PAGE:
Approximately 75 community members attended a meeting of The Friends of Sand Canyon held at Dr. Beverly Billingsley’s barn on July 9 to get an update on the status of possible windmill construction in their area.
It was reported that Helo, LLC plans to move forward with the project in the Sand Canyon area and is proceeding with an environmental impact report.
The Kern County Planning and Community Development Dept. issued a Notice of Preparation of EIR last October and received comments on what should be included.
As described in the NOP by the county, the Helo proposal would develop two projects, probably using up to 17 very large turbines.
Although turbines are visible on the hills across Highway 58 to the south of Sand Canyon, none have yet been developed in the canyon which is home to Tomo-Kahni State Historic Park, Buddhist monatery, donkey rescue, shooting range and more than 100 homes along with numerous undeveloped residential properties.
At the July 9 meeting opponents of the project expressed thanks to the City of Tehachapi for including the Friends of Sand Canyon in its letter to the Kern County Planning Commission voicing objections to the intrusion of the wind projects on the local communities.
The Tehachapi City Council also was opposed to the proposed Pahnamid wind project south of the city. Terra Gen announced last month that it has withdrawn its county application for that project.
Representatives of Helo, LLC, which has proposed wind development on property it owns in the Sand Canyon area, held an informal informational meeting in February attended by more nearly 100 people — mostly canyon residents opposed to the project.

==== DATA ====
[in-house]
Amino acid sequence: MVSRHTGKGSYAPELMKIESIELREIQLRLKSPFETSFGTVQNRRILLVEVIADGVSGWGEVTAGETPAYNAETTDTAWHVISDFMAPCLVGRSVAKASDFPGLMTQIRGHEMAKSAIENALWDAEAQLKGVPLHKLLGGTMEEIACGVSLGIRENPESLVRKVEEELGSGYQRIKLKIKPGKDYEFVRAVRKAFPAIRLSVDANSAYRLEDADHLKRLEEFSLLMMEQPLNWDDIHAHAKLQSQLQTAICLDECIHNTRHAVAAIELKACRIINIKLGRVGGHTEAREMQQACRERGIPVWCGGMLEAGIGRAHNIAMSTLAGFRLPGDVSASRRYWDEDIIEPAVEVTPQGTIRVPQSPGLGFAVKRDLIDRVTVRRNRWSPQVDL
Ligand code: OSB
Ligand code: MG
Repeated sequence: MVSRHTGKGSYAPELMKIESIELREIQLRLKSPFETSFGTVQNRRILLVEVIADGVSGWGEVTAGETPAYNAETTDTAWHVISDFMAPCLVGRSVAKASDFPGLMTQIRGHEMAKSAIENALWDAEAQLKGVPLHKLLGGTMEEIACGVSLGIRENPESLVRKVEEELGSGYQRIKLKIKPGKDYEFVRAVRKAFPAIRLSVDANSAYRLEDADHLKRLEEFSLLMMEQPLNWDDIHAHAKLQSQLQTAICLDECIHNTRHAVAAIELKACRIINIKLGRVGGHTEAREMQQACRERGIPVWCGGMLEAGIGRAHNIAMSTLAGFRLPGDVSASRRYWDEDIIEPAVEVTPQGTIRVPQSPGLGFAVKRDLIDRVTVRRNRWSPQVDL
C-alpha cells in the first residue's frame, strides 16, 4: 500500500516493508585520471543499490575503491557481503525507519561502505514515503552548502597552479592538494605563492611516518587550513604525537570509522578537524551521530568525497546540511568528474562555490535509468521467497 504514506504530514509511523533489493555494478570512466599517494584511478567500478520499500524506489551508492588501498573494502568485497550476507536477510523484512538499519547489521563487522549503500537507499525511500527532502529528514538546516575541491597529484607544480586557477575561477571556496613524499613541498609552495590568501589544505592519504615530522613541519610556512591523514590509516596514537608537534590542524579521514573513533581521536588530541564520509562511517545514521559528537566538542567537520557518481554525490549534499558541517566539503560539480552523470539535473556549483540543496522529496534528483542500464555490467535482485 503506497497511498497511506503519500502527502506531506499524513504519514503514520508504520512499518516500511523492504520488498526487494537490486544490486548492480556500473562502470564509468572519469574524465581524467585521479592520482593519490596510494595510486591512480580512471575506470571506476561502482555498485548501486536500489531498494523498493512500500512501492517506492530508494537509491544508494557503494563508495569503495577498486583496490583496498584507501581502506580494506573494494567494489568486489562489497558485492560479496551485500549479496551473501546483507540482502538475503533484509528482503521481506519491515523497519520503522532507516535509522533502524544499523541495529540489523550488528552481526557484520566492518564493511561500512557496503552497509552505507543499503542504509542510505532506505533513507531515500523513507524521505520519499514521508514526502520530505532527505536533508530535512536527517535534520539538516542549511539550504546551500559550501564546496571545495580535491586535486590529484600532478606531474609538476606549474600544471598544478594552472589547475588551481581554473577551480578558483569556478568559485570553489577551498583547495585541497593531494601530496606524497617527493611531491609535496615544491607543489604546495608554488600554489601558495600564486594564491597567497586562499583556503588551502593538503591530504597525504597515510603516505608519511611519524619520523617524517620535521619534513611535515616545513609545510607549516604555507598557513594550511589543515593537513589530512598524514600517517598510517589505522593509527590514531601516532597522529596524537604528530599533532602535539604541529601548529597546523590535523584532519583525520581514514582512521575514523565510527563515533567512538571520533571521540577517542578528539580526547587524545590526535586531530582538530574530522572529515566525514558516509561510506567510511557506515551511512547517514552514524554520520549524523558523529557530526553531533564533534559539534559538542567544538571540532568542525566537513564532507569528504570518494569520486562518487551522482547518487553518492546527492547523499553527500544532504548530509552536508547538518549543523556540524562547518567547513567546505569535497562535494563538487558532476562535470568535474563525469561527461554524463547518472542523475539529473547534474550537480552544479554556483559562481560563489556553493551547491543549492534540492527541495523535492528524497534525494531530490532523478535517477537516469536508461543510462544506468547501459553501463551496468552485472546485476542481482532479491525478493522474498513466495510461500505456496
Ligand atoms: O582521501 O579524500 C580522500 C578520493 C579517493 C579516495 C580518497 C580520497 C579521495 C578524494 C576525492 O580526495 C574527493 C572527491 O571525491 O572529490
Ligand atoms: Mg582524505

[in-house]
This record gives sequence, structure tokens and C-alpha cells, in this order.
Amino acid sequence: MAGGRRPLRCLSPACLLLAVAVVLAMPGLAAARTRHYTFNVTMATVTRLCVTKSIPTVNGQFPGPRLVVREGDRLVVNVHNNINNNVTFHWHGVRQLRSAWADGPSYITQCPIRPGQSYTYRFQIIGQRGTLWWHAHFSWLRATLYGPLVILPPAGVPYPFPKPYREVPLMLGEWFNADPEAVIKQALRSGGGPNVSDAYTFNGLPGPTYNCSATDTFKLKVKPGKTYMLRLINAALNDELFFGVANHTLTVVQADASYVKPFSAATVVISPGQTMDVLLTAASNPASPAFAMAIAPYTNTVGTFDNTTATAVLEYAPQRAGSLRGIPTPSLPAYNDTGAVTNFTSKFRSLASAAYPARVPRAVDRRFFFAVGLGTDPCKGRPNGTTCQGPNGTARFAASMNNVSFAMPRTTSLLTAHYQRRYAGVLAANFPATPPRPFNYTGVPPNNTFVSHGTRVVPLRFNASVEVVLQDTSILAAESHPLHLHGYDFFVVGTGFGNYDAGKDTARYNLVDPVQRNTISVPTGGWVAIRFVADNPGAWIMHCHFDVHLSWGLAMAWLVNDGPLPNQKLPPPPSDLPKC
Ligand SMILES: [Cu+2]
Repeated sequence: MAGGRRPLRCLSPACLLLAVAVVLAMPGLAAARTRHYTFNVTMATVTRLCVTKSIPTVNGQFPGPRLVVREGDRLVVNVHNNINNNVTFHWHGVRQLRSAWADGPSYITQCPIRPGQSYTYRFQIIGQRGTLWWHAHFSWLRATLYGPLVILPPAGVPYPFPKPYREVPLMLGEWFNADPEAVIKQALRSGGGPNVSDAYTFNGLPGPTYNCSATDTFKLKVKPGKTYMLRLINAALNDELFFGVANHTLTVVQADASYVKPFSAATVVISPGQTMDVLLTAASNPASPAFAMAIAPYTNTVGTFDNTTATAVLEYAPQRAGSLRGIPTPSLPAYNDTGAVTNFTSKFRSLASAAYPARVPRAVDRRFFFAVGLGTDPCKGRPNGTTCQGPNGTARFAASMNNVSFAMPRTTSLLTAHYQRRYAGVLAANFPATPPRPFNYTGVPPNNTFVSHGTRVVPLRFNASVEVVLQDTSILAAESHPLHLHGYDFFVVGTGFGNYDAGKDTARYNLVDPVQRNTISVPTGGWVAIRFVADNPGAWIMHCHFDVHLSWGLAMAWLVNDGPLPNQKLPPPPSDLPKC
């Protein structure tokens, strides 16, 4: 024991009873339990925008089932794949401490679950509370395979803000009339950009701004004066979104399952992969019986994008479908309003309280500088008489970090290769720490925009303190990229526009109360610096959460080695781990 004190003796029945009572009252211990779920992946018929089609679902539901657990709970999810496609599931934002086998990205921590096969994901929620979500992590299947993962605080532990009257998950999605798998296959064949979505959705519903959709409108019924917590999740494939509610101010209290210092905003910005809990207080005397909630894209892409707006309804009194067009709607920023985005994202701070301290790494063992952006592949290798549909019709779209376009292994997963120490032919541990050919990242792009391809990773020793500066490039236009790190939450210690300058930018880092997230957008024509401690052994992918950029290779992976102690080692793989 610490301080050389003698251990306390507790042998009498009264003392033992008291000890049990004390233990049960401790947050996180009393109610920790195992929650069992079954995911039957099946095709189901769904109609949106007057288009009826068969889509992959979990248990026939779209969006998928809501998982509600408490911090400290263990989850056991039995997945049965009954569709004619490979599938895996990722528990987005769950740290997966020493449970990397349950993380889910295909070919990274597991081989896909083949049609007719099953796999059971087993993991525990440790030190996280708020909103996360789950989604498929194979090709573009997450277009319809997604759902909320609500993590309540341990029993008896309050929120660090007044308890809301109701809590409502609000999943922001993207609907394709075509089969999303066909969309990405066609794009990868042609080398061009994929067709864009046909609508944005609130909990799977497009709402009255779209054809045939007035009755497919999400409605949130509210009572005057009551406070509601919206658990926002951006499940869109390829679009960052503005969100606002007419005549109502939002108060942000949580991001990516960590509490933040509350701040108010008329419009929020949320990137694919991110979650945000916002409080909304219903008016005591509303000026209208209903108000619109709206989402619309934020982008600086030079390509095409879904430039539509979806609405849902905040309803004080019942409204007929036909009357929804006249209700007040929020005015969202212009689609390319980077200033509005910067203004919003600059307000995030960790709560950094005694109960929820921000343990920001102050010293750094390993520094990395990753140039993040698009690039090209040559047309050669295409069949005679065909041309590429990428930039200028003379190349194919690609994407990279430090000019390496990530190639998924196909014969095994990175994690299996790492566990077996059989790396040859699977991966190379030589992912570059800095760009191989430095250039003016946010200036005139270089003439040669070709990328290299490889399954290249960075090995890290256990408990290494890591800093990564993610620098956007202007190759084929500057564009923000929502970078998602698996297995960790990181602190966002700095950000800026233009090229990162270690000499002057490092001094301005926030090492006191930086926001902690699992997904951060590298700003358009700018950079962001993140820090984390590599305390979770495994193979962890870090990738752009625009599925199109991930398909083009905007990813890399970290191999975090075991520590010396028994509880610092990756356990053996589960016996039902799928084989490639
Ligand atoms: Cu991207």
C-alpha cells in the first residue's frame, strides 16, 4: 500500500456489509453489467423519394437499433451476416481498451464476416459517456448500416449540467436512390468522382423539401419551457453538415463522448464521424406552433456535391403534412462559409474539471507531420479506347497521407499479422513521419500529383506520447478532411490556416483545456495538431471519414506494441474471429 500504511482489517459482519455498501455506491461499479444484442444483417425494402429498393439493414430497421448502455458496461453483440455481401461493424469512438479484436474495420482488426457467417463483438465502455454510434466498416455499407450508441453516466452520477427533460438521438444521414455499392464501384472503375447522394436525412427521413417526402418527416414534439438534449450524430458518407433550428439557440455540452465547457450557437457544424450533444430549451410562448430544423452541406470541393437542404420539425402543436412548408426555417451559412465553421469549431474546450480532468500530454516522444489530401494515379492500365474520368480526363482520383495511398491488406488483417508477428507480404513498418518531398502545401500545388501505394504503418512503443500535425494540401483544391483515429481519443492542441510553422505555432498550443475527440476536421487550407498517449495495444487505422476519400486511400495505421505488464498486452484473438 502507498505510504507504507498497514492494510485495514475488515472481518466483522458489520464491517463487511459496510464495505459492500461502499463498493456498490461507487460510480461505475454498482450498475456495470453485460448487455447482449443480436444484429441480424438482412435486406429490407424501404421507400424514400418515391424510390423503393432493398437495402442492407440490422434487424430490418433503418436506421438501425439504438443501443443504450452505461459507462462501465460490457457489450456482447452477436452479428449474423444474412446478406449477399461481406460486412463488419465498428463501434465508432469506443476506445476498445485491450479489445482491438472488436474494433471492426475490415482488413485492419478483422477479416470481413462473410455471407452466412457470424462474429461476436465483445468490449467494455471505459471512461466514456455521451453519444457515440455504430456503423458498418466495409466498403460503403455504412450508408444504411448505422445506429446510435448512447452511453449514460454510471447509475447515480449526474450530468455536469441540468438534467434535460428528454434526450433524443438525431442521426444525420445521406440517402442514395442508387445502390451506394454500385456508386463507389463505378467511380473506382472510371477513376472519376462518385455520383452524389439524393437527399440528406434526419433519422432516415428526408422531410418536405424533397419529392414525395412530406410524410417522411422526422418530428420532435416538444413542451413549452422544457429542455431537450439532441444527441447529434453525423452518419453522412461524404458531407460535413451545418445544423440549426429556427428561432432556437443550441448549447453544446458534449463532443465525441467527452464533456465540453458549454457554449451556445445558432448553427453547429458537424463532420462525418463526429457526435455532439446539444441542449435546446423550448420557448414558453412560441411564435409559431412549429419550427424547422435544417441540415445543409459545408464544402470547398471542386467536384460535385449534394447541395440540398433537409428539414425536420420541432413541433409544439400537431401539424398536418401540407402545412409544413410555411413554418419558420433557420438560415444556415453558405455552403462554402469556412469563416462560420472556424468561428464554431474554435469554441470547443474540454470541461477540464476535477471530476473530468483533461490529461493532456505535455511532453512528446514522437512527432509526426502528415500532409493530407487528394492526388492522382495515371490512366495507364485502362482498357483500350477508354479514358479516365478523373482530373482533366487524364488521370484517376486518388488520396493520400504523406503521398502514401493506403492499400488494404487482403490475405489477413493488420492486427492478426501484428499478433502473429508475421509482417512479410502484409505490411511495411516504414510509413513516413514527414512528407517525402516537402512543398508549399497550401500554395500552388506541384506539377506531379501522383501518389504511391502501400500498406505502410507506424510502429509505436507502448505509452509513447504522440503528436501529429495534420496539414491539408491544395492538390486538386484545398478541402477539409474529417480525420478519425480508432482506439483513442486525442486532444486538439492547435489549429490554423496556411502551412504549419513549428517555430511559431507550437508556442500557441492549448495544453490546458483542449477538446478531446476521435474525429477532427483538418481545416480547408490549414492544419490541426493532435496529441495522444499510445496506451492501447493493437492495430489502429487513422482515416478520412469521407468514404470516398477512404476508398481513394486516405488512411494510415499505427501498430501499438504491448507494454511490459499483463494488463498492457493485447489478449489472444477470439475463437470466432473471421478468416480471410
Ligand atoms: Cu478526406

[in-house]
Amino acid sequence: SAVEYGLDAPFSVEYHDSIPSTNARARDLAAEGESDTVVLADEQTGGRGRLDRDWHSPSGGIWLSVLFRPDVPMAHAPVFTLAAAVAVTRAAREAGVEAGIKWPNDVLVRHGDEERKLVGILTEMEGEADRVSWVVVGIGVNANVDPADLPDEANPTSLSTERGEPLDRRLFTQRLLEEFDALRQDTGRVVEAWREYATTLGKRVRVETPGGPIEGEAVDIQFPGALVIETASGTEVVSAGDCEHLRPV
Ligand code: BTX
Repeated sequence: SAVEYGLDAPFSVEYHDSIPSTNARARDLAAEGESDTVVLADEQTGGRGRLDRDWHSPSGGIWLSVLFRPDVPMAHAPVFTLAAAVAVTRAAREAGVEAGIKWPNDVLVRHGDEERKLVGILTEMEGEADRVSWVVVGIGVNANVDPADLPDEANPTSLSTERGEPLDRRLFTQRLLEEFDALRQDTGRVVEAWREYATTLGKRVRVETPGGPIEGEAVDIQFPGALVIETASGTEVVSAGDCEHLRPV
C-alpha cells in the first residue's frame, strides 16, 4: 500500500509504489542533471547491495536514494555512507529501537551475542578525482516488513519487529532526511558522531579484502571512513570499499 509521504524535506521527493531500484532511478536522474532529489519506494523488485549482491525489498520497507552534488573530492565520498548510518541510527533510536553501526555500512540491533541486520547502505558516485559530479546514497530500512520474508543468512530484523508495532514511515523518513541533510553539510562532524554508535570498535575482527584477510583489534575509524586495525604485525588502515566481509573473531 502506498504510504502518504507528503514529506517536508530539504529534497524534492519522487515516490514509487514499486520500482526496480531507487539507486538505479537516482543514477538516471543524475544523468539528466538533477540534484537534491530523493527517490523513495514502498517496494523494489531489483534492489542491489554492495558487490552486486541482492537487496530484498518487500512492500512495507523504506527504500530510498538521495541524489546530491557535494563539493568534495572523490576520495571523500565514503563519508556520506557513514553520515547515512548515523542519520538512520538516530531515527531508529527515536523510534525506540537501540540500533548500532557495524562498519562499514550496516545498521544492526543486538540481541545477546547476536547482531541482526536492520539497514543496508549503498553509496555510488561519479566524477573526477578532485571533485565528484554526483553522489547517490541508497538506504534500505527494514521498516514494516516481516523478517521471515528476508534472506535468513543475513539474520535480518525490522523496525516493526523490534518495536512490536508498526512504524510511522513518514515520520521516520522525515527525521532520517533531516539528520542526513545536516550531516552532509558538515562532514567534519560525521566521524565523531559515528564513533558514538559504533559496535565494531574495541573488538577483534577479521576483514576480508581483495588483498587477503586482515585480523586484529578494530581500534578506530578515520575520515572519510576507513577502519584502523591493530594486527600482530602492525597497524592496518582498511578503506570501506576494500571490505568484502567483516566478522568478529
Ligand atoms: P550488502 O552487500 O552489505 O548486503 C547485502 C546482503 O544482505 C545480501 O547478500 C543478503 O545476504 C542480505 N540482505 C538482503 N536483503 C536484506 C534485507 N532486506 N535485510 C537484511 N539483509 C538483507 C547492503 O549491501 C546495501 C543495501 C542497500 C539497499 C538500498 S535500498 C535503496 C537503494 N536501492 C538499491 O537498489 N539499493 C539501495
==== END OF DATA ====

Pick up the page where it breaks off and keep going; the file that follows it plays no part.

Richard Redoglia, a director of Helo, LLC, was in Tehachapi last week and said the San Diego firm is “engaged in a dialogue with the county and local residents to ensure that we are addressing any valid concerns of the interested parties, while bringing another successful renewable energy project to the Tehachapi area.”
Redoglia said the company is completing studies that are required as part of the EIR process.
When the county completes the draft EIR, it will be released for public comment and be the subject of a public hearing. The project cannot proceed until a zone change and final EIR are approved by the county.
Redoglia said he believes advancements in technology will help alleviate many of the concerns of canyon residents.
“The Tehachapi area, as we all know, has been designated as a wind resource for the state of California. Southern California Edison is investing upwards of $1.4 billion to build the necessary transmission to take advantage of the valuable wind and solar resources that Tehachapi and the surrounding areas possess,” Redoglia said. “Kern County has also called for upwards of 10,000 MW of renewable power to be contracted for by 2015. The continued development of renewable power will bring significant tax revenues, high quality jobs and recurring business to local merchants in the town, the county and the state.”
He noted that the “Sand Canyon area already has a significant number of wind turbines on its surrounding ridges and a well-developed transmission system already in place.”
Organizers at the July 9 meeting of The Friends of Sand Canyon encouraged opponents to continue to write letters to the county planning commission and the board of supervisors opposing the project.
The group plans to voice its opposition through speaking to the media including radio and TV stations as well as newspapers as far away as Los Angeles.
Billingsley said, “We’re going to be the squeaking wheel and hopefully it gets some grease.”
Tehachapi News Editor Claudia Elliott contributed to this report.